Players' failure to adjust to foreign conditions - rather than sweeping flaws in the domestic system - are to blame for the Sri Lanka's plight in South Africa, chief selector Sanath Jayasuriya has said. Sri Lanka won the T20 series 2-1, but have been clean-swept in the Tests, and are presently 0-4 in the five-match ODI series. Until Tuesday, no Sri Lanka batsman had made a century on tour, and only three half-centuries were hit in the Test series.
"We should be able to play under any conditions, not just at home," said Jayasuriya. "There's no point giving excuses or blaming our domestic structure after we lose a series. Your success depends on how fast you adjust to these conditions but sadly we have taken too long to do that."
Sri Lanka's domestic structure has been the subject of increasing criticism over recent years, not least from recently retired players. It has been repeatedly claimed that the Premier League Tournament - the main first-class competition, which features 14 teams - is too inflated to allow for adequate concentration of talent. It has also been suggested that domestic surfaces are too spin-friendly. Fourteen of the 15 top wicket-takers of the ongoing Premier League Tournament are spinners - the previous season's final statistics had laid out a similar breakdown.
"I wouldn't say there's a dearth of talent but we don't produce those champion cricketers as much as we did in the past," Jayasuriya said. "I don't think it's a problem with the domestic structure or the school structure, because it's the very system that produced all those champion cricketers in the past. So, we need to assess this situation and find out where the problem is and correct it.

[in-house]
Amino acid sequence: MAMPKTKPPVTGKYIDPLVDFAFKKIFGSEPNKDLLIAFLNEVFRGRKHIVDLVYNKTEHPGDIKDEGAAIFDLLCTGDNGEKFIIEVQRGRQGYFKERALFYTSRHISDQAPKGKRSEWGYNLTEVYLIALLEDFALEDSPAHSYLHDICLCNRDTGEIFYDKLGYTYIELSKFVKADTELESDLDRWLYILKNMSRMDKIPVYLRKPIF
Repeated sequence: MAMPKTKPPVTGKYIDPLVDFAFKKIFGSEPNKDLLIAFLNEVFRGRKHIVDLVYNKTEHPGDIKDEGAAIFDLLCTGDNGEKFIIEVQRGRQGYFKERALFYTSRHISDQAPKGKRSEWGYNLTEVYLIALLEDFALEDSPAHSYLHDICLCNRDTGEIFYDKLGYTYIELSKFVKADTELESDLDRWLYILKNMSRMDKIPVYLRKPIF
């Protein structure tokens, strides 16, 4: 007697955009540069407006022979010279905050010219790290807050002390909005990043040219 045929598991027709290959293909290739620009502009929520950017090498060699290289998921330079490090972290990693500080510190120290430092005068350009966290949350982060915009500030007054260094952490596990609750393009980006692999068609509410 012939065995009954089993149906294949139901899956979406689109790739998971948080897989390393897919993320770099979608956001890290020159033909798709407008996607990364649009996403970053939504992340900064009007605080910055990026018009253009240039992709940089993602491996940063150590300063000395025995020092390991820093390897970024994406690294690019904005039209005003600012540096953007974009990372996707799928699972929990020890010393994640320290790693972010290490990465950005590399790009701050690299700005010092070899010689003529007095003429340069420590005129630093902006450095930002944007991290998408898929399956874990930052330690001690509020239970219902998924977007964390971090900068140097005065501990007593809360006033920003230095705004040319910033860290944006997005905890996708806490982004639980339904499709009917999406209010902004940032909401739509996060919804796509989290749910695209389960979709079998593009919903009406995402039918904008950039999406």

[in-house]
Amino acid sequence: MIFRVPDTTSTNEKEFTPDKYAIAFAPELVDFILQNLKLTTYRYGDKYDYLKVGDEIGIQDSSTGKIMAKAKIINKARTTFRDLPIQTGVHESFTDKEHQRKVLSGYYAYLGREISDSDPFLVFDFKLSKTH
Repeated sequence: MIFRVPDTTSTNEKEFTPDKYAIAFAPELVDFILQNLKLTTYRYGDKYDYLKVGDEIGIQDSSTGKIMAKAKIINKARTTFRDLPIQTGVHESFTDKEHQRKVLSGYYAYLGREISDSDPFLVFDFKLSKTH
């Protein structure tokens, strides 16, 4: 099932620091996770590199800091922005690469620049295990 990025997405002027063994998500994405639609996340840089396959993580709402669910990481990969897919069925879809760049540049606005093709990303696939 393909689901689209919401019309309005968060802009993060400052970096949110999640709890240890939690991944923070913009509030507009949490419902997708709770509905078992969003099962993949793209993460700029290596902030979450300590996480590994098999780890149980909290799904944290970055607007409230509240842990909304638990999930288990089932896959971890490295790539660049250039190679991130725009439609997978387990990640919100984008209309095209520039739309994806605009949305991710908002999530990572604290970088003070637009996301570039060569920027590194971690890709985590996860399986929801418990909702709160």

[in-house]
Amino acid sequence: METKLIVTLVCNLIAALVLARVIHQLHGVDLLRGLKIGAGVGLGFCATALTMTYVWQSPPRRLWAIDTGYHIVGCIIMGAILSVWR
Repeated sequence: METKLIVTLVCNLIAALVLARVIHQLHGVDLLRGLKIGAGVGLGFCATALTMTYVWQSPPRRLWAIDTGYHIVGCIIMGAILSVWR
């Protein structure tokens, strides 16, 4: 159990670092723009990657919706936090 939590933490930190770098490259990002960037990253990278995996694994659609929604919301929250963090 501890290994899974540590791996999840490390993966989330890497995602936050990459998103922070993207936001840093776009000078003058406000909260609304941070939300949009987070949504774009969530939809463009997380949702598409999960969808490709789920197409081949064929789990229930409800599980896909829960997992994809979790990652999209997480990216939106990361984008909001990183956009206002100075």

"The problem I see here is not lack of talent but their inability to adjust quickly to situations and handle the pressure. You can't play cricket, if you can't absorb pressure."
Sri Lanka have, nevertheless, unearthed cricketers the team's coaches and managers believe are capable of becoming world-class players. Two of those, Kusal Mendis and Lahiru Kumara, had had substantial exposure to overseas conditions before they were picked in the national side - Mendis having spent a season playing club cricket in Middlesex, and Kumara having toured England with the Under-19s side. Jayasuriya said this kind of exposure may mark Sri Lanka's route to better overseas performance on future tours.
"If we can do a player programme at least at the Under-19 level that will do a world of good for the players," he said. "We sent Kusal Mendis to England and we all know how well he performed in England last year. We've also seen South African players being sent to India to get use to spin wickets. This is one area we could really look at in the future.
"We really need to find a way to play outside of our comfort zone. We do better in our own conditions and win matches, but when we go out, we struggle. If we don't change this situation fast, we will only be winning matches at home."